SAN MATEO (07/05/2000) - The U.S. Federal Communications Commission recently gave local phone giant SBC Communications Inc. the green light to begin offering long distance service in Texas -- a sign that the walls between local and long distance telecommunications companies are crumbling.
The FCC smiled on SBC's second attempt at long-distance approval because the agency was convinced that the San Antonio-based carrier had made way for competition in its local services market.
The FCC made SBC amend its first long-distance application, requiring the company to prove that it is offering use of its unbundled local loops to competitors -- mostly emerging DSL companies.
For an RBOC (Regional Bell Operating Company) to enter the long-distance pack, it must demonstrate to the FCC that competition is thriving in its own backyard.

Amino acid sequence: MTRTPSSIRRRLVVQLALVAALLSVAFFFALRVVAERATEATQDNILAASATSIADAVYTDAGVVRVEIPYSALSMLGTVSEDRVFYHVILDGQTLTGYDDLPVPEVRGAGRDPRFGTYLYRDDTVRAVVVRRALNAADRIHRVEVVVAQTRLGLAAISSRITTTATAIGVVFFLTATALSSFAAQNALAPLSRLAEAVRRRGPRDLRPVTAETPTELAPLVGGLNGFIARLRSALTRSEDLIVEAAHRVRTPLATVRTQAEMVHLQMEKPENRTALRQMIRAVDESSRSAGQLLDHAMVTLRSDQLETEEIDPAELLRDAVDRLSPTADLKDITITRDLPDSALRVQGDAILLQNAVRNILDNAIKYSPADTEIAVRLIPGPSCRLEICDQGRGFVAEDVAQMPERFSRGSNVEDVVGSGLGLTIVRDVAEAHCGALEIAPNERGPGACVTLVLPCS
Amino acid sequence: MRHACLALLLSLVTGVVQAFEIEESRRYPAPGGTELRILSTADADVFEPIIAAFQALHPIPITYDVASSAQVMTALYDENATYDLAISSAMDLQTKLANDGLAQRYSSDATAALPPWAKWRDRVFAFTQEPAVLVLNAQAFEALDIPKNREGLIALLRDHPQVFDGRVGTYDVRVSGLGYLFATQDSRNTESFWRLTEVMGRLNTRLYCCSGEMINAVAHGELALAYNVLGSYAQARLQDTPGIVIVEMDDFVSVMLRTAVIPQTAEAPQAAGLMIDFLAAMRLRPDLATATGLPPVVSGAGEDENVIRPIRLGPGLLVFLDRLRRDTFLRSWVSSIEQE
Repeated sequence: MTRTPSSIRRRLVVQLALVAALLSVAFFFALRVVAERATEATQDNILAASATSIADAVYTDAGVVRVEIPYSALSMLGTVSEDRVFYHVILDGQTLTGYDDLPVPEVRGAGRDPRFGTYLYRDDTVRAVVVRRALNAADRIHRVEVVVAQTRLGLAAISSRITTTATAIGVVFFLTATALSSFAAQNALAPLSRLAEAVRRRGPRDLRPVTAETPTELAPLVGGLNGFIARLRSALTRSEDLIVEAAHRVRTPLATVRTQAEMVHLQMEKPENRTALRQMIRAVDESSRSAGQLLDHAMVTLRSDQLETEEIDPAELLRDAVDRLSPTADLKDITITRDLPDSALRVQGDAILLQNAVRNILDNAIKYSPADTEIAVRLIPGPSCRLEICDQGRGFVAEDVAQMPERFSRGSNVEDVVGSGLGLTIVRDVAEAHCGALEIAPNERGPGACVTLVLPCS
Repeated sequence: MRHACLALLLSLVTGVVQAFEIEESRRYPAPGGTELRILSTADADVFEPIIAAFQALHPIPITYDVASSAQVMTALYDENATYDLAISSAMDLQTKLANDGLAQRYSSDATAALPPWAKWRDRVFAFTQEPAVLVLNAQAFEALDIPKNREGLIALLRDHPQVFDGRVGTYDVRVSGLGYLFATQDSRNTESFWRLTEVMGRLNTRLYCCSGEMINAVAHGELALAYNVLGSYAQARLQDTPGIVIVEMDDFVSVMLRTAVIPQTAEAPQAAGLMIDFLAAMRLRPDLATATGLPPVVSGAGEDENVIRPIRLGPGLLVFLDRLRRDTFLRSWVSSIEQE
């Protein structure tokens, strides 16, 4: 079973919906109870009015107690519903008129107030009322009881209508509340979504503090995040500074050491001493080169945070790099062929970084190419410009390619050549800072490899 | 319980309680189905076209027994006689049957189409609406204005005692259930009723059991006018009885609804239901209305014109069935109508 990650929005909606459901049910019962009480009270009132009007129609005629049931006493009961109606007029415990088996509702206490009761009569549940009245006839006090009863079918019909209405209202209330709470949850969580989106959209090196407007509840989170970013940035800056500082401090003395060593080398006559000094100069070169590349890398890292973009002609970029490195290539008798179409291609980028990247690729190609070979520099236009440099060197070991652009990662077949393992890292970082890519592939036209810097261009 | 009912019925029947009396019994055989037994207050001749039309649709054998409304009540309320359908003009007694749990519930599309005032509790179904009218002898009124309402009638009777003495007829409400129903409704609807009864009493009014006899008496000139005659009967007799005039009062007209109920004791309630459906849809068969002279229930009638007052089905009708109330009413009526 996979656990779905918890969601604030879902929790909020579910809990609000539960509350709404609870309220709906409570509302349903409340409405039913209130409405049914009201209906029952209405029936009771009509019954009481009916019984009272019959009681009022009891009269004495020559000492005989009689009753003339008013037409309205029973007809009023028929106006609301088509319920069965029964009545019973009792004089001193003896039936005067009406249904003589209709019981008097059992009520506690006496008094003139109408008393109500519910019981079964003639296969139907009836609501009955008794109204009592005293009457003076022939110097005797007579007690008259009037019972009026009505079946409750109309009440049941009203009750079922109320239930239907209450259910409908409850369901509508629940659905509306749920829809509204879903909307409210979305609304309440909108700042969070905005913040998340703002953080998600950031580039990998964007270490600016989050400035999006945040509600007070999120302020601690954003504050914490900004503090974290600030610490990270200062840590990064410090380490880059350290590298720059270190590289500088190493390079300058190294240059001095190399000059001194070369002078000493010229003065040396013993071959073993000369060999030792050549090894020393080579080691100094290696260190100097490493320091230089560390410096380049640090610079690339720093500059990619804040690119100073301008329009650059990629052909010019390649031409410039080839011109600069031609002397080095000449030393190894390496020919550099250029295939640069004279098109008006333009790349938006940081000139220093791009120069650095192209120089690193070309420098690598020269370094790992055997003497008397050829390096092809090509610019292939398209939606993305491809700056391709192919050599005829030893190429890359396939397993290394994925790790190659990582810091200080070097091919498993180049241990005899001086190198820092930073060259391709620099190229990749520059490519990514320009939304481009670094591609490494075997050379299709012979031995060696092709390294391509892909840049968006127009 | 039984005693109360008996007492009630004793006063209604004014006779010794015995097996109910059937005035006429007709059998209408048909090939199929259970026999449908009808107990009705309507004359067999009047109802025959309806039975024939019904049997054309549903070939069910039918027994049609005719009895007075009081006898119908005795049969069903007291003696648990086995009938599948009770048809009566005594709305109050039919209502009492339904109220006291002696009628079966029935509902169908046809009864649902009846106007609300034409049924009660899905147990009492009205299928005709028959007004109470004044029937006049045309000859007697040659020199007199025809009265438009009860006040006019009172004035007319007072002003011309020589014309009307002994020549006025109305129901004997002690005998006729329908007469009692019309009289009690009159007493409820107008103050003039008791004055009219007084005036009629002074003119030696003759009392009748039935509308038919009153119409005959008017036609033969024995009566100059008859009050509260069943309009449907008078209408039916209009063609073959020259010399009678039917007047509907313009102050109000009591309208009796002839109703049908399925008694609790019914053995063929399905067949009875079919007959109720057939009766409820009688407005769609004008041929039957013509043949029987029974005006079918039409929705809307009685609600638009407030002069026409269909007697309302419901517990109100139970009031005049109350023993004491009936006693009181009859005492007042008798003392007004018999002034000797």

The FCC said it was swayed by the fact that in Texas there are 90 companies offering local services.
San Antonio-based SBC is the second RBOC to make a high-profile move into the long-distance space.
SBC's Texas victory followed Bell Atlantic Corp.'s successful move to offer long-distance service in New York. Bell Atlantic is now combined with GTE Corp. as New York, New York-based Verizon Communications.
Independent telecommunications analyst Jeff Kagan said the RBOC move into long distance marks the beginning of a new telecommunications era with "any-distance data companies" as its centerpiece.
"Until now, enterprises have had to stitch together a patchwork of companies and technologies to create a corporate network. Now they will be able to get what they want from one company, once all the dust settles," said Kagan, who is based in Atlanta.
Kagan predicted that over the coming months more states will see RBOCS offering long-distance services.